Let say you want to try to play around with python 3.7. You can do a similar thing like the previous steps.

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$ mkdir python37-sandbox
$ pyenv virtualenv 3.7.0 play-with-python3.7
$ cd python37-sandbox
$ echo "play-with-python3.7" > .python-version

After I run above command, I immediately can play around with python 3.7 in a new virtual environment.

Existing project

For the existing project, what you can do is:

  • create virtualenv for the existing project
  • add .python-version file in the root folder of the existing project
    • put the name of the virtualenv inside that file
  • pip install again all requirements for the project

Now every time you enter the project directory, it will activate the virtualenv

Conclusion

I found that pyenv is a convenient package that helps me to manage different version of python installed on my machine. The integration with my shell also makes it easy to activate the virtualenv (hint: it will be active immediately after we enter the directory)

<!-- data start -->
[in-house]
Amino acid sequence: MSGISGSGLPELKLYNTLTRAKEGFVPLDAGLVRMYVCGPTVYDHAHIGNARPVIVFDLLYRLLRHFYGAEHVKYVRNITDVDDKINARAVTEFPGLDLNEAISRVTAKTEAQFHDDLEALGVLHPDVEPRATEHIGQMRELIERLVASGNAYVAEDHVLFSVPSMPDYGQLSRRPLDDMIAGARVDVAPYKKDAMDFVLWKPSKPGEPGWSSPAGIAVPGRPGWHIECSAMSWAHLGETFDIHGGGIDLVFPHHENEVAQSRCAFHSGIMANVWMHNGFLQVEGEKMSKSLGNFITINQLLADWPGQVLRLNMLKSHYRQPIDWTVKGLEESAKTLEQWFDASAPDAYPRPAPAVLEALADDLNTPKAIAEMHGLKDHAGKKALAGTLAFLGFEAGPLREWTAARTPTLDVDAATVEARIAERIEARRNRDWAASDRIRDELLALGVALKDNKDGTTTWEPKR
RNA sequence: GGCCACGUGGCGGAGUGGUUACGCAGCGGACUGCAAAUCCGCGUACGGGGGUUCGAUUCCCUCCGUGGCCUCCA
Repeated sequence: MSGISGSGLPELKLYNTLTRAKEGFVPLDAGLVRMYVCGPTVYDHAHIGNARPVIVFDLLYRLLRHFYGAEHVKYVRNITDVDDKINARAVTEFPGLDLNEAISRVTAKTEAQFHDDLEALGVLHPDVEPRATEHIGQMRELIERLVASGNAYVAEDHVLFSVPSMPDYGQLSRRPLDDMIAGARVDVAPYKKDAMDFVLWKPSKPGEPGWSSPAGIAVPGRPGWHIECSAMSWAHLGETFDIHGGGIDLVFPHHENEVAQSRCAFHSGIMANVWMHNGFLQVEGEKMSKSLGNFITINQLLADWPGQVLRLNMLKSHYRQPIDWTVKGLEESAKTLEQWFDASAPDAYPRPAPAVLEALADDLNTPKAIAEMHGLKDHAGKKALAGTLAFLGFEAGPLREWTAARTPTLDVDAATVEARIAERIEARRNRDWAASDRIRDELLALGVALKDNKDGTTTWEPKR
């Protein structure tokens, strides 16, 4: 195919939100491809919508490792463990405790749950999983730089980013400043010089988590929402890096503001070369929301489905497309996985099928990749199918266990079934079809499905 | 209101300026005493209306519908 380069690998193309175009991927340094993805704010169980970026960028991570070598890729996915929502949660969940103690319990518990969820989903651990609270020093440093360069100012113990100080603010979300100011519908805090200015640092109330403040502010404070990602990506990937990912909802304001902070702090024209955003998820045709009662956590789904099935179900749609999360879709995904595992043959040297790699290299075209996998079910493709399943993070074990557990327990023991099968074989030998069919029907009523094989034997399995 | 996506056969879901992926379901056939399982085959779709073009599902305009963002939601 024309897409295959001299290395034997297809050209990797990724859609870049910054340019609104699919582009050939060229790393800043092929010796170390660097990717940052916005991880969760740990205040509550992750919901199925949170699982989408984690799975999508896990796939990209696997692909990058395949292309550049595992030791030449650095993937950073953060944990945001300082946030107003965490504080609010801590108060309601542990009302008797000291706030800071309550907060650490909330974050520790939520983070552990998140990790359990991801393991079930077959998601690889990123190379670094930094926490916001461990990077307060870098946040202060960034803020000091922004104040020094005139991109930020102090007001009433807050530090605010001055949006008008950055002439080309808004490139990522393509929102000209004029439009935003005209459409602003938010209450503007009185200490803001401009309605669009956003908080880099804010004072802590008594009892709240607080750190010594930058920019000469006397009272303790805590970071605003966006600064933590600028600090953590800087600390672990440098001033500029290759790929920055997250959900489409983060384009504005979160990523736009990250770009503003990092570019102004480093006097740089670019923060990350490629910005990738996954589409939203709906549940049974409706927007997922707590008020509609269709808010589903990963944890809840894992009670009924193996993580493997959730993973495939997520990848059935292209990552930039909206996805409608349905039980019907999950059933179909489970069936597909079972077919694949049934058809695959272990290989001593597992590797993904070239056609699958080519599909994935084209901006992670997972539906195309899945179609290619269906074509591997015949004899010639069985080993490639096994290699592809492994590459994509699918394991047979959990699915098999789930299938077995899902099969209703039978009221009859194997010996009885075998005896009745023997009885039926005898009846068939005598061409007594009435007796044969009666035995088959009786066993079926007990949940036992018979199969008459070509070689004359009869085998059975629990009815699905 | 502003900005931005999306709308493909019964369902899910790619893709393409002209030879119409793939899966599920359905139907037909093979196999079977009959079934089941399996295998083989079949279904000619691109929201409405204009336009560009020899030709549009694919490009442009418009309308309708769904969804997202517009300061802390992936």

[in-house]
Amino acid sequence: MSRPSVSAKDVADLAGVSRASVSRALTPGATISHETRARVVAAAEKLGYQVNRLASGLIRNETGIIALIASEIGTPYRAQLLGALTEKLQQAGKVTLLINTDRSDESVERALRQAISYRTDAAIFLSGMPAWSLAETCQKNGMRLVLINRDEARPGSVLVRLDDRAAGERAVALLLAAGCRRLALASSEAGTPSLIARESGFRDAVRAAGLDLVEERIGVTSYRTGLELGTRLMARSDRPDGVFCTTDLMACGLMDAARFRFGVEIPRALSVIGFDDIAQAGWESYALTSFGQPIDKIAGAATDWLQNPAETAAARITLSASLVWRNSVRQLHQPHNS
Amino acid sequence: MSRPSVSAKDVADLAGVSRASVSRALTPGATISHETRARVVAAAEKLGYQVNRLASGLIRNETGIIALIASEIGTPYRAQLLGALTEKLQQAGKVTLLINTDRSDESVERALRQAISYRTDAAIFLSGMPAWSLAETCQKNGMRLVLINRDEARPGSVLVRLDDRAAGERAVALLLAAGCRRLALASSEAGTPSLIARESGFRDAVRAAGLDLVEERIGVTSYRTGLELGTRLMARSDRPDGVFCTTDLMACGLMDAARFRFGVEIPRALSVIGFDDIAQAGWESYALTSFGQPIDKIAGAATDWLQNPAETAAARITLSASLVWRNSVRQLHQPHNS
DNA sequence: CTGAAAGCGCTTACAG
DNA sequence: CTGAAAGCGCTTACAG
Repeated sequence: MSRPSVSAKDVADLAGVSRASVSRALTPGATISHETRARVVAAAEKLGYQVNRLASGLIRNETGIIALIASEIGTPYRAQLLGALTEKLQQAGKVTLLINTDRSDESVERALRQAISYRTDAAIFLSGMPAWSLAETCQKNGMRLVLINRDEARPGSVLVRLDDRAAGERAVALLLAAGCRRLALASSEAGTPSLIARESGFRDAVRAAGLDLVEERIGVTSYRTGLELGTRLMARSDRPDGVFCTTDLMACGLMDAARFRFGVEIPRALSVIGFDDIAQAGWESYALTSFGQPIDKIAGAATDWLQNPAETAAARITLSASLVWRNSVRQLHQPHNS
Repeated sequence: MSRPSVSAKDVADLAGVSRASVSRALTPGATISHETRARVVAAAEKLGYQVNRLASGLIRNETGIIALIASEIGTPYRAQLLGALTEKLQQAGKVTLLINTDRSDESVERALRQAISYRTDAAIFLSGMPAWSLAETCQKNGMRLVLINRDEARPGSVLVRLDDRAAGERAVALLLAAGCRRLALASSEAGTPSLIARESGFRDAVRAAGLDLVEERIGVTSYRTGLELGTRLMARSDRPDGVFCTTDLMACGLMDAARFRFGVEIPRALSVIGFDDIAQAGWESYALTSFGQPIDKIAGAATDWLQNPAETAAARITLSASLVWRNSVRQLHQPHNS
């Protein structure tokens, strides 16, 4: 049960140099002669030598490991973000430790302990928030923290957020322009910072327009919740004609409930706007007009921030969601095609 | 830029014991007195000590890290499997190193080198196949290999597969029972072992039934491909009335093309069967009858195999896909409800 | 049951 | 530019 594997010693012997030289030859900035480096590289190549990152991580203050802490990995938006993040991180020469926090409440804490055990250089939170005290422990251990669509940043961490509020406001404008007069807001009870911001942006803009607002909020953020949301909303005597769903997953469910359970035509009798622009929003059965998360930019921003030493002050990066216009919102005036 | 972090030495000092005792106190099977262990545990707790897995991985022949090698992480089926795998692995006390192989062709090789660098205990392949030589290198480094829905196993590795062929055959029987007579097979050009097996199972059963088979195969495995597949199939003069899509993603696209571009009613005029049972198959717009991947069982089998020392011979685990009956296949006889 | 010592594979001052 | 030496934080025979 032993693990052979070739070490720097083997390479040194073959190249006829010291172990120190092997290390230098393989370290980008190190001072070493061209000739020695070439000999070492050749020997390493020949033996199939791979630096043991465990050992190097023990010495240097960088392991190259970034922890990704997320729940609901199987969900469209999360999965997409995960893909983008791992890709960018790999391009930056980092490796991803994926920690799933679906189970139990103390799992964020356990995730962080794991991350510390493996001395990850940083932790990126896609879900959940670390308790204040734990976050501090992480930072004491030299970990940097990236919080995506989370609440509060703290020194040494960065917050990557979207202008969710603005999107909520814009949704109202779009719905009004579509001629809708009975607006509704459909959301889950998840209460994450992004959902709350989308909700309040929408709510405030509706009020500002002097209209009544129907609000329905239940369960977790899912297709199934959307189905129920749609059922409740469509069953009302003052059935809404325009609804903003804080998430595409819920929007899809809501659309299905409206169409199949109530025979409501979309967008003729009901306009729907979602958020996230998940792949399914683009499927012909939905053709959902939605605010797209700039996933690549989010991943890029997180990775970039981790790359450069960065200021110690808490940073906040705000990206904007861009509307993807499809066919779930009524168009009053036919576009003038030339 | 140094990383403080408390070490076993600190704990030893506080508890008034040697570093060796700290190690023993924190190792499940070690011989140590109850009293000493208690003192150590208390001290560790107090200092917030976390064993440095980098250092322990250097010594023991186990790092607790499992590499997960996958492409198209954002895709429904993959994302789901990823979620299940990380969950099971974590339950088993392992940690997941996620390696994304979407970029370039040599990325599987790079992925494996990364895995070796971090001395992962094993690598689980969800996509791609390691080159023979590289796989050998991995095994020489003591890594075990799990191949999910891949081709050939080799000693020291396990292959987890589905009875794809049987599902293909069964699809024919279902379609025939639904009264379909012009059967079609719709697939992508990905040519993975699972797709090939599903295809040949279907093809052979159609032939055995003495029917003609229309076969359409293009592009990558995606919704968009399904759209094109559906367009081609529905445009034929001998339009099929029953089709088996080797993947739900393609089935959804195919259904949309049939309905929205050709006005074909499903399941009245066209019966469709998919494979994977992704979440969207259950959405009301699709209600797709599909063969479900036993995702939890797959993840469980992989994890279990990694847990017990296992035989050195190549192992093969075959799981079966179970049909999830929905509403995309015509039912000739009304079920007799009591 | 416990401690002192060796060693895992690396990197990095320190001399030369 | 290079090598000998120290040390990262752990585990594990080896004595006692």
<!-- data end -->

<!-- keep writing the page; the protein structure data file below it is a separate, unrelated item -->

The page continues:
I hope you enjoy reading this post and this information can be useful to you.

Appendix

If you encountered this error while installing python 3.7.0 on ubuntu

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BUILD FAILED (Ubuntu 18.04 using python-build 20180424)

Inspect or clean up the working tree at /tmp/python-build.20180825095753.30081
Results logged to /tmp/python-build.20180825095753.30081.log

Last 10 log lines:
File "/tmp/tmp0ibkfc84/pip-10.0.1-py2.py3-none-any.whl/pip/_internal/__init__.py", line 42, in <module>
File "/tmp/tmp0ibkfc84/pip-10.0.1-py2.py3-none-any.whl/pip/_internal/cmdoptions.py", line 16, in <module>
File "/tmp/tmp0ibkfc84/pip-10.0.1-py2.py3-none-any.whl/pip/_internal/index.py", line 25, in <module>
File "/tmp/tmp0ibkfc84/pip-10.0.1-py2.py3-none-any.whl/pip/_internal/download.py", line 39, in <module>
File "/tmp/tmp0ibkfc84/pip-10.0.1-py2.py3-none-any.whl/pip/_internal/utils/glibc.py", line 3, in <module>
File "/tmp/python-build.20180825095753.30081/Python-3.7.0/Lib/ctypes/__init__.py", line 7, in <module>
from _ctypes import Union, Structure, Array
ModuleNotFoundError: No module named '_ctypes'
Makefile:1122: recipe for target 'install' failed
make: *** [install] Error 1

You can try to install the required package first

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$ apt-get install libffi-dev
Author

Martin Valentino

Posted on

2018-08-25

Updated on

2021-01-03

Licensed under